It’s an unsettling political environment when “the only thing that is predictable is the unpredictability.”
But that’s how Amy Walter, the national editor of The Cook Political Report and a speaker at the Council’s National PAC Conference earlier this month, describes the first weeks of the Trump administration.
“You’d think ‘official Washington’ would have learned something about Donald Trump by now,” says Walter, who has been a fill-in host of Washington Week in Review on PBS since the death of longtime moderator Gwen Ifill in November. “But Trump continues to surprise people, even when he is doing exactly what he told us he would do.”
A ‘New’ Trump?
Throughout the presidential campaign, astute political observers regularly expected to see a “new” Donald Trump. “We expected to see a new Trump over and over,” Walter says. “We’d see a new Trump in the debates. He’d become a more conventional candidate. Then we figured we’d see a new Trump when he won the nomination, and then when he was running in the general election and was in the debates with Hillary Clinton. Then we’d see a new Trump when he won the election and then when he actually took office. And we were wrong every time. We said he’d be different, but he’s not. He’s the same Trump now as before.”
A ‘Chaos’ Presidency
But today the game has changed. “We’ve seen that a ‘chaos candidate’ can win the election,” Walter says. “We’ve seen how that confrontational style can succeed at campaigning. Now we will learn whether that same style can succeed at governing.”
Defining success might be easier than predicting it. “He’d made it pretty clear how he will determine whether he succeeds,” she says. “He wants to return manufacturing jobs to this country, and he wants to bring immigration under control, which includes building that wall. And there is a large percentage of the electorate that is not made up of die-hard Trump supporters who want to give him a chance to accomplish those goals. They want him to succeed but will wait and see whether he can deliver.”
“We’ve seen that a ‘chaos candidate’ can win the election,” Walter says. “We’ve seen how that confrontational style can succeed at campaigning. Now we will learn whether that same style can succeed at governing.”
Those voters are the ones to keep an eye on. “They might not like his tweeting and his general style, but they are willing to overlook it if he fulfills his economic promises in a way that impacts their lives in a positive way,” she says. “That is the part of the electorate that should be the key to how the midterm elections go.”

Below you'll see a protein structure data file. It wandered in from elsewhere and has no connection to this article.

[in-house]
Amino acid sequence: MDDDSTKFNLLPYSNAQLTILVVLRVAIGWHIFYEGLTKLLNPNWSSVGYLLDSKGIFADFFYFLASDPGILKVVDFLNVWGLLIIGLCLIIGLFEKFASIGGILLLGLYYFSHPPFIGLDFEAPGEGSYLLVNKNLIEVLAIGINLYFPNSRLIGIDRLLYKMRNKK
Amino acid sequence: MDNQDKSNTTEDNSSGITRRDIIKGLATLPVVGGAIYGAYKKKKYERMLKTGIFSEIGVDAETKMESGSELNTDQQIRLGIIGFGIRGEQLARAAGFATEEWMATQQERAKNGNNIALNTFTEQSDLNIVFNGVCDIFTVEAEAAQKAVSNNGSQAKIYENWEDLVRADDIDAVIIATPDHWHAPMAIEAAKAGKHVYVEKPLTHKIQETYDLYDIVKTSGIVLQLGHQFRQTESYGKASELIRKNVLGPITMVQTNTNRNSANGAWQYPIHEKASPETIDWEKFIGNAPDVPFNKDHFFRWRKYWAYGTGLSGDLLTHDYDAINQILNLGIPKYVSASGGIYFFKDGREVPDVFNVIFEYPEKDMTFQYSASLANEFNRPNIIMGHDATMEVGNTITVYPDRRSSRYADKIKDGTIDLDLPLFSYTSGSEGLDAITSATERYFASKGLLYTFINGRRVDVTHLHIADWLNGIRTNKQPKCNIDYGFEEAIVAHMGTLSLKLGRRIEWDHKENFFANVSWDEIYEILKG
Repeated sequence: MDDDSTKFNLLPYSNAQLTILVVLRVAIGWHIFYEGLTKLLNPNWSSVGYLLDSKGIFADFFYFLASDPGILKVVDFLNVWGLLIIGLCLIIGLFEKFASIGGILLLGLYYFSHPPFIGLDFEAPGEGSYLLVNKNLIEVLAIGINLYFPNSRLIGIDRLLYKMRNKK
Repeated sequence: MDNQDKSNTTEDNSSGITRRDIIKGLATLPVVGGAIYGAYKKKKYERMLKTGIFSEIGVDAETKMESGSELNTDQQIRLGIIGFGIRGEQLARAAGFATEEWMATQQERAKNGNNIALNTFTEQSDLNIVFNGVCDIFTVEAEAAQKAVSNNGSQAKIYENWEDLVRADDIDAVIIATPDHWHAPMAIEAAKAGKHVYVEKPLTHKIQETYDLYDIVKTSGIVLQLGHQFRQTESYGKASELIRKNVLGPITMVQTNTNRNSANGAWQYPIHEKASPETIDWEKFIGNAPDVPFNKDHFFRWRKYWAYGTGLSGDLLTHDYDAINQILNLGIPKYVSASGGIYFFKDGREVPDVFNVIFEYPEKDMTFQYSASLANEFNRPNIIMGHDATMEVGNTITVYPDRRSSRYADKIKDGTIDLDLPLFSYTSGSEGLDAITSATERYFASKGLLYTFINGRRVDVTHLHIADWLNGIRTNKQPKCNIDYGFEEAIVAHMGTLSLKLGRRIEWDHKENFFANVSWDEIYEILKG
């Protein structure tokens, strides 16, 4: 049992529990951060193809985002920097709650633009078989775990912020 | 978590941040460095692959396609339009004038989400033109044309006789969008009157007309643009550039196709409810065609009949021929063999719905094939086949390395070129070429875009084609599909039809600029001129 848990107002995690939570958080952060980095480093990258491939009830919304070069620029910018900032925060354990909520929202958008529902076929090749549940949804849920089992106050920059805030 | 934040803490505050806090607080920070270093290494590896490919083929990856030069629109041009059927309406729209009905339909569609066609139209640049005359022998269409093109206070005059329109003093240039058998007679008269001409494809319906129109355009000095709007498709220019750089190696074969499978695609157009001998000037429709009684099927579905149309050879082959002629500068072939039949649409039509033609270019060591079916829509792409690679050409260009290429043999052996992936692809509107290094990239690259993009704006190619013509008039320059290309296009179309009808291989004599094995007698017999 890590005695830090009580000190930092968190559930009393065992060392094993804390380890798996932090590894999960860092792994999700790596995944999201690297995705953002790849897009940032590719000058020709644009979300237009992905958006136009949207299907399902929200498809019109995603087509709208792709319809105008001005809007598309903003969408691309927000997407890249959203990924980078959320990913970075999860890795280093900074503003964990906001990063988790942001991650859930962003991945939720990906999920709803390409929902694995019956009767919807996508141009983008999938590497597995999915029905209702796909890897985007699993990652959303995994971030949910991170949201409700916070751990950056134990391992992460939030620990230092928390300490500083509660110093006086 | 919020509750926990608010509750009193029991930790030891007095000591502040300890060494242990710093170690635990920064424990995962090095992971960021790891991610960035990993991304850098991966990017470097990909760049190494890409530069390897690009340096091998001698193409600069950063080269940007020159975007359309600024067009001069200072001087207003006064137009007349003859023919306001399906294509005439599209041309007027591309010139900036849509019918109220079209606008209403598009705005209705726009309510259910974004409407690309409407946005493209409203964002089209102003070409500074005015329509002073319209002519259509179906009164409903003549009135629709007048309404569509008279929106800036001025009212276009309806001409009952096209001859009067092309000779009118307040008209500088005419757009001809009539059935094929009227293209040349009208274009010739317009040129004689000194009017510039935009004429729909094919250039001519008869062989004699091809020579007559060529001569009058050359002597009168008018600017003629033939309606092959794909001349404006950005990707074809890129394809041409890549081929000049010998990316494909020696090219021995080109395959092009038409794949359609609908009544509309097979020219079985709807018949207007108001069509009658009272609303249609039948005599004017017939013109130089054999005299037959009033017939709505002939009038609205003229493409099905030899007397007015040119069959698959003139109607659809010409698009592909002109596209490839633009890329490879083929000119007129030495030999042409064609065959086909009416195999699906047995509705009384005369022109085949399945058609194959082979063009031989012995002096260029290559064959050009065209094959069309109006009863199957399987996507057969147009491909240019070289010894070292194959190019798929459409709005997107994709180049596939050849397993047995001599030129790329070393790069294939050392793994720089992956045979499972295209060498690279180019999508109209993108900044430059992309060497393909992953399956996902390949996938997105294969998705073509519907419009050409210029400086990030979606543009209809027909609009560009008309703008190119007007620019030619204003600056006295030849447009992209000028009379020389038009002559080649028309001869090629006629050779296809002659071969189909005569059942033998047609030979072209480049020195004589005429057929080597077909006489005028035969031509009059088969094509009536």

Predicting the outcome of the 2018 elections at this point is also problematic. “A lot depends on the degree to which the Republicans in Congress are willing to go along with the president,” Walter says. “It’s possible, depending on how things develop, that the Republicans could lose a lot of seats.”
And the Democrats? “That’s hard to predict, too. The problem for the Democrats is that some of the seats they have to defend are in red states that went for Trump. The Democrats are in a position to make some big gains, but for that to happen, everything needs to fall into place for them. And unfortunately for Democrats, the midterm electorate looks more like a Trump electorate than a Democratic electorate — it is older and less diverse.”
‘Fair Trade’ and Consumer Prices
A policy issue to watch that is admittedly “wonky,” Walter says, is “border adjustability.” This problem “is knotty, and politically explosive,” according to Forbes. Border adjustability refers to the tax code’s treatment of imports and exports. In support of “fair trade” and to protect American jobs, the Trump administration wants to tax imports.
Border adjustability “is an issue that is very important to middle-class Americans, whether they follow it closely as policy or not,” Walter says. “If Trump succeeds in slapping these taxes on imports, and middle-class Americans shopping at Target find they are paying $5 more for Pampers, that’s not going to go unnoticed. That’s a Trump issue that might not sit well with his voters.”
At a time when the only constant is change, guessing how this or any other issue will play out is a dicey proposition. As Casey Stengel — or was it Yogi Berra? — said, “Never make predictions, especially about the future.”
Knowing the Unknowable
Walter knows better than to pretend she knows the unknowable. “I think political pundits might be better served by doing less predicting and more observing as all this unfolds in real time,” she says. “That’s one thing we should have learned from the last presidential race.”